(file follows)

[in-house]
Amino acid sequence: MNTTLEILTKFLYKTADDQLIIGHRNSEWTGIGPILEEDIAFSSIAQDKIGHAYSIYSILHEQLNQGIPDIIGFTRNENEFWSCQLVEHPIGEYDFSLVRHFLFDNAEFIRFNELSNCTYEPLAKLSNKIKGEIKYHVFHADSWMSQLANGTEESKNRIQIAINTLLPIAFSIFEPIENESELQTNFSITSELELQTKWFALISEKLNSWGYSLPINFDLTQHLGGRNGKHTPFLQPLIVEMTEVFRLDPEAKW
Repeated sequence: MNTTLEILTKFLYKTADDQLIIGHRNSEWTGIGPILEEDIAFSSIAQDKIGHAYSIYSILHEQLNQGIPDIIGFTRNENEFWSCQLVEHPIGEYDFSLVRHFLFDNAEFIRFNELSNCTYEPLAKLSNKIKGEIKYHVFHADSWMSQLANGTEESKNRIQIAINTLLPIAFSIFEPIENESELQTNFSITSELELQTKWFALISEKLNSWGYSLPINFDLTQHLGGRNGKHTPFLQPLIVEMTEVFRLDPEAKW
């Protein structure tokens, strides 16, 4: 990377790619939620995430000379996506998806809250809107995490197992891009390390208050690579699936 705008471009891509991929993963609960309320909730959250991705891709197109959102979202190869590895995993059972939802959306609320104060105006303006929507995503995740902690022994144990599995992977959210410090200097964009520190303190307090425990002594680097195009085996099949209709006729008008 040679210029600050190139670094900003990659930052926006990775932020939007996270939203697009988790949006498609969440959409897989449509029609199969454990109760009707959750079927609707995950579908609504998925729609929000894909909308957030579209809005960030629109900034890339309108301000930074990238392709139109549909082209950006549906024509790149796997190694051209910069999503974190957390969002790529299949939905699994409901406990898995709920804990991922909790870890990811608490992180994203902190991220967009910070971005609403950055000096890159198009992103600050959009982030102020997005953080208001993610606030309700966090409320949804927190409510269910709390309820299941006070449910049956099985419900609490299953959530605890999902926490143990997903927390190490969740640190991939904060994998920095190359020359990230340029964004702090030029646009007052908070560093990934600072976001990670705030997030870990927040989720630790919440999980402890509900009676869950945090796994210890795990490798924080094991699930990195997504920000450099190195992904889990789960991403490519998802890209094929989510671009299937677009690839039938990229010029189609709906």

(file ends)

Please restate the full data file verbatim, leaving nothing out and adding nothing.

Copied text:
[in-house]
Amino acid sequence: MNTTLEILTKFLYKTADDQLIIGHRNSEWTGIGPILEEDIAFSSIAQDKIGHAYSIYSILHEQLNQGIPDIIGFTRNENEFWSCQLVEHPIGEYDFSLVRHFLFDNAEFIRFNELSNCTYEPLAKLSNKIKGEIKYHVFHADSWMSQLANGTEESKNRIQIAINTLLPIAFSIFEPIENESELQTNFSITSELELQTKWFALISEKLNSWGYSLPINFDLTQHLGGRNGKHTPFLQPLIVEMTEVFRLDPEAKW
Repeated sequence: MNTTLEILTKFLYKTADDQLIIGHRNSEWTGIGPILEEDIAFSSIAQDKIGHAYSIYSILHEQLNQGIPDIIGFTRNENEFWSCQLVEHPIGEYDFSLVRHFLFDNAEFIRFNELSNCTYEPLAKLSNKIKGEIKYHVFHADSWMSQLANGTEESKNRIQIAINTLLPIAFSIFEPIENESELQTNFSITSELELQTKWFALISEKLNSWGYSLPINFDLTQHLGGRNGKHTPFLQPLIVEMTEVFRLDPEAKW
């Protein structure tokens, strides 16, 4: 990377790619939620995430000379996506998806809250809107995490197992891009390390208050690579699936 705008471009891509991929993963609960309320909730959250991705891709197109959102979202190869590895995993059972939802959306609320104060105006303006929507995503995740902690022994144990599995992977959210410090200097964009520190303190307090425990002594680097195009085996099949209709006729008008 040679210029600050190139670094900003990659930052926006990775932020939007996270939203697009988790949006498609969440959409897989449509029609199969454990109760009707959750079927609707995950579908609504998925729609929000894909909308957030579209809005960030629109900034890339309108301000930074990238392709139109549909082209950006549906024509790149796997190694051209910069999503974190957390969002790529299949939905699994409901406990898995709920804990991922909790870890990811608490992180994203902190991220967009910070971005609403950055000096890159198009992103600050959009982030102020997005953080208001993610606030309700966090409320949804927190409510269910709390309820299941006070449910049956099985419900609490299953959530605890999902926490143990997903927390190490969740640190991939904060994998920095190359020359990230340029964004702090030029646009007052908070560093990934600072976001990670705030997030870990927040989720630790919440999980402890509900009676869950945090796994210890795990490798924080094991699930990195997504920000450099190195992904889990789960991403490519998802890209094929989510671009299937677009690839039938990229010029189609709906």